Inspiration, Uncategorized

“Love has come again, like wheat arising green.” A reflection for Easter

wheat crop sprouting“Now the green blade rises, from the buried grain…”
“Now the green blade rises, from the buried grain…”

The great Episcopal preacher Barbara Brown Taylor writes, “Resurrection is always announced with Easter lilies, the sound of trumpets, bright streaming light.  But,” she insists, “it did not happen that way.  If it happened in a cave, it happened in complete silence, in absolute darkness, with the smell of damp stone and dug earth in the air…New life starts in the dark. Whether it is a seed in the ground, a baby in the womb, or Jesus in the tomb, it starts in the dark”

This is the truth of the resurrection story we hear today, the story of Mary of Magdala, Mary the mother of James, and Salome, the women who come to the tomb. Throughout the gospel of Mark, the friends and followers of Jesus have a hard time catching on to who he is. And now, after his execution as a criminal, we can imagine that the men, filled with fear for their lives, are in hiding, and the women – the faithful women – are coming forward to do their duty as good Jews to care for his body.

This is not the Gospel of Luke with its heavenly beings, or the Gospel of Matthew where Jesus appears and speaks, or the Gospel of John with its triumphant language and body that is properly prepared placed in a new tomb, thanks to Joseph of Arimathea. This is Mark. It’s a far simpler story. Three women and a young man, sometimes called a gardener, and a stone that is rolled away.

It’s stark depiction of Easter morning, where Jesus is nowhere to be found.

“Now the green blade rises, from the buried grain…”
“Now the green blade rises, from the buried grain…”

I would argue that this is, because it is so stark and so bleak, the most powerful depiction of the resurrection. In it we see Mary and the women plunged into the very familiar, very human reality of death. This is our reality; this is our experience. We are bereft. We are fearful.

Writer Tim Phillips notes that the worst thing about death in all its forms may be that it robs us of the energy to imagine anything else.

“Addiction” he says, “robs us of the energy to imagine healing. Violence robs us of the energy to imagine peace. Sickness robs us of the energy to imagine [some kind of wholeness]. The burdens of life rob us of energy for a sense of humor that might put things in perspective. Death robs us of the energy to imagine that anything has power great enough to outlive deaths hold on us.”  I have had experiences of this. Perhaps you have too.

But we also have the capacity to awaken our imaginations, to trust and believe just as the women at the tomb did as the young man told them, “He is going before you to Galilee; there you will see him, as he told you.'”

Easter is our invitation, as the poet Wendell Berry says, to “practice resurrection.”  Practicing resurrection is learning to walk in the darkest night. Practicing resurrection is believing that in the midst of it all, wrapped in mystery, is a life-giving grace that exceeds anything we can imagine. Practicing resurrection is affirming that God is with us; that the very creation, in its cycles of death and new birth, pulses with resurrection power.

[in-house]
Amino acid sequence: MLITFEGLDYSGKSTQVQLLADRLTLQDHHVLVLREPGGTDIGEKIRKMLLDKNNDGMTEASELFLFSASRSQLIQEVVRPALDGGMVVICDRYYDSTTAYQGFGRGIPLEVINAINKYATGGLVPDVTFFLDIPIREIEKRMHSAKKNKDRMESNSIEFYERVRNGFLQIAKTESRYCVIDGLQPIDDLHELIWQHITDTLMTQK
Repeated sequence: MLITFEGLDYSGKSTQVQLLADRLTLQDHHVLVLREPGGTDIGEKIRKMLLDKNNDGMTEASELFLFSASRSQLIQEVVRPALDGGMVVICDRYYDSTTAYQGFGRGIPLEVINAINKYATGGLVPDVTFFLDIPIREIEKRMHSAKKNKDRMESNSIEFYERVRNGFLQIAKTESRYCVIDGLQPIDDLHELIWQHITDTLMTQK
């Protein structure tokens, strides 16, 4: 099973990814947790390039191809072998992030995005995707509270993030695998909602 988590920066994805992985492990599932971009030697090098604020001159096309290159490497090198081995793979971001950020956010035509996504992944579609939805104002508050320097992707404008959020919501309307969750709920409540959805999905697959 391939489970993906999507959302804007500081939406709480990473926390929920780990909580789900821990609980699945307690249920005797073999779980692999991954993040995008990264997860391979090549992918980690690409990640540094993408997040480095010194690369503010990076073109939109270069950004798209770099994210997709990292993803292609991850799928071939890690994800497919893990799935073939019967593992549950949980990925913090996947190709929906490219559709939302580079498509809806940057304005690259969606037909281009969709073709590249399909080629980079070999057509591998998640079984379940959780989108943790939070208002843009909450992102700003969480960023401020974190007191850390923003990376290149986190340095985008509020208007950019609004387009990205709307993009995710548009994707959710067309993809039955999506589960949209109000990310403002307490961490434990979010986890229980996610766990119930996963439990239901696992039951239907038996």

And that we, too, beloved of God, the sisters and brothers of the Jesus who trusted, have resurrection power, as well.

“Now the green blade rises, from the buried grain…”
“Now the green blade rises, from the buried grain…”

We know how this story plays out. The Gospel says that the women didn’t say anything, but it appears that someone eventually broke down and shared what had happened with the others. (Probably the woman who was the oldest, over-responsible sister in her family!)  And we also know that somehow, starting on this Easter morning, the darkness of their grief was transformed, and the people knew that Jesus lived for them.

And with their recognition that he lived, (and what that looked like is a mystery of our faith), the first disciples, men and women once crushed by grief and huddled in fear, broke free – resurrected – and welcomed the new creation that Jesus had unleashed; the disciples of Jesus made one in the breaking of the bread,  God’s beloved community, right now, right here, on earth as it is in heaven.

In every age humankind has been given reasons to stop trusting this, to not believe as the words of the ancient prayer affirms, that “death could not contain him.” We have chosen to be fearful. To hate. To judge. To be cynical. To embrace resignation and apathy.

On Easter, the Jesus that the tomb could not contain, our resurrected Christ, invites us to reject all that and embrace the life that he offers, long ago on an Easter morning, now again this day and every day. Life abundant. Unsurpassed love. The freedom of the Children of God.

Every time two or more of us gather, or act in his name, he is with us. Where compassion is, he is there, where love is, he is there. Where the fight for those who are the least takes place, he is there.

“He is going before you to Galilee; there you will see him, as he told you.'”

“He is going before you to the State Capitol; there you will see him, as he told you.'”

“He is going before you to your school; there you will see him, as he told you.'”